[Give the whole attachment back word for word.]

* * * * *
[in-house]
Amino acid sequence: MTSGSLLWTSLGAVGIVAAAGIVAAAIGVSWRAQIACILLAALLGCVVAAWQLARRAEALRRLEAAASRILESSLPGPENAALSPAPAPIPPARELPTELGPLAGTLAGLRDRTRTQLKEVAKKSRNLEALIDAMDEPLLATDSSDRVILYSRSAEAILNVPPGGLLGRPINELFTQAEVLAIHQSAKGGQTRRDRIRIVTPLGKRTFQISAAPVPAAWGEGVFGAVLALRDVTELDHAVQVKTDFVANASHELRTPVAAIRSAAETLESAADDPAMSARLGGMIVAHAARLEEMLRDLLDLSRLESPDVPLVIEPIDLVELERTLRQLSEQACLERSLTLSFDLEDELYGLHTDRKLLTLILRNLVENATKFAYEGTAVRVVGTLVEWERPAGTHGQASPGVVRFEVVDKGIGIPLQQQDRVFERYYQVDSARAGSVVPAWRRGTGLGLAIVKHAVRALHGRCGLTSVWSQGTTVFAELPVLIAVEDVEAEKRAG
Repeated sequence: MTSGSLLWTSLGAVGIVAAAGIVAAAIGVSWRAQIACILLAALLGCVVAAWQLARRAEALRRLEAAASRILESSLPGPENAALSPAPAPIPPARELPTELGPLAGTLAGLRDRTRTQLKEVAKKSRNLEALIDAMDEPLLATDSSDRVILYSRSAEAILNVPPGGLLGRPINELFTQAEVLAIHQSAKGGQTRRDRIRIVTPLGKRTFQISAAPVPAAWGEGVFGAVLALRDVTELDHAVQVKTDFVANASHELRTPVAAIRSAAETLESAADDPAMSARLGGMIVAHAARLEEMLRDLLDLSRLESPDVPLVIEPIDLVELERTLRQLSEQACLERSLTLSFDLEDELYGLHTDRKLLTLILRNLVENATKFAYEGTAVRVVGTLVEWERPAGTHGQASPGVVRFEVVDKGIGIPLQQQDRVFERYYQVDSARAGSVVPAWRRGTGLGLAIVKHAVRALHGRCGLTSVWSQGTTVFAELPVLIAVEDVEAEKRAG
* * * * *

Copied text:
[in-house]
Amino acid sequence: MTSGSLLWTSLGAVGIVAAAGIVAAAIGVSWRAQIACILLAALLGCVVAAWQLARRAEALRRLEAAASRILESSLPGPENAALSPAPAPIPPARELPTELGPLAGTLAGLRDRTRTQLKEVAKKSRNLEALIDAMDEPLLATDSSDRVILYSRSAEAILNVPPGGLLGRPINELFTQAEVLAIHQSAKGGQTRRDRIRIVTPLGKRTFQISAAPVPAAWGEGVFGAVLALRDVTELDHAVQVKTDFVANASHELRTPVAAIRSAAETLESAADDPAMSARLGGMIVAHAARLEEMLRDLLDLSRLESPDVPLVIEPIDLVELERTLRQLSEQACLERSLTLSFDLEDELYGLHTDRKLLTLILRNLVENATKFAYEGTAVRVVGTLVEWERPAGTHGQASPGVVRFEVVDKGIGIPLQQQDRVFERYYQVDSARAGSVVPAWRRGTGLGLAIVKHAVRALHGRCGLTSVWSQGTTVFAELPVLIAVEDVEAEKRAG
Repeated sequence: MTSGSLLWTSLGAVGIVAAAGIVAAAIGVSWRAQIACILLAALLGCVVAAWQLARRAEALRRLEAAASRILESSLPGPENAALSPAPAPIPPARELPTELGPLAGTLAGLRDRTRTQLKEVAKKSRNLEALIDAMDEPLLATDSSDRVILYSRSAEAILNVPPGGLLGRPINELFTQAEVLAIHQSAKGGQTRRDRIRIVTPLGKRTFQISAAPVPAAWGEGVFGAVLALRDVTELDHAVQVKTDFVANASHELRTPVAAIRSAAETLESAADDPAMSARLGGMIVAHAARLEEMLRDLLDLSRLESPDVPLVIEPIDLVELERTLRQLSEQACLERSLTLSFDLEDELYGLHTDRKLLTLILRNLVENATKFAYEGTAVRVVGTLVEWERPAGTHGQASPGVVRFEVVDKGIGIPLQQQDRVFERYYQVDSARAGSVVPAWRRGTGLGLAIVKHAVRALHGRCGLTSVWSQGTTVFAELPVLIAVEDVEAEKRAG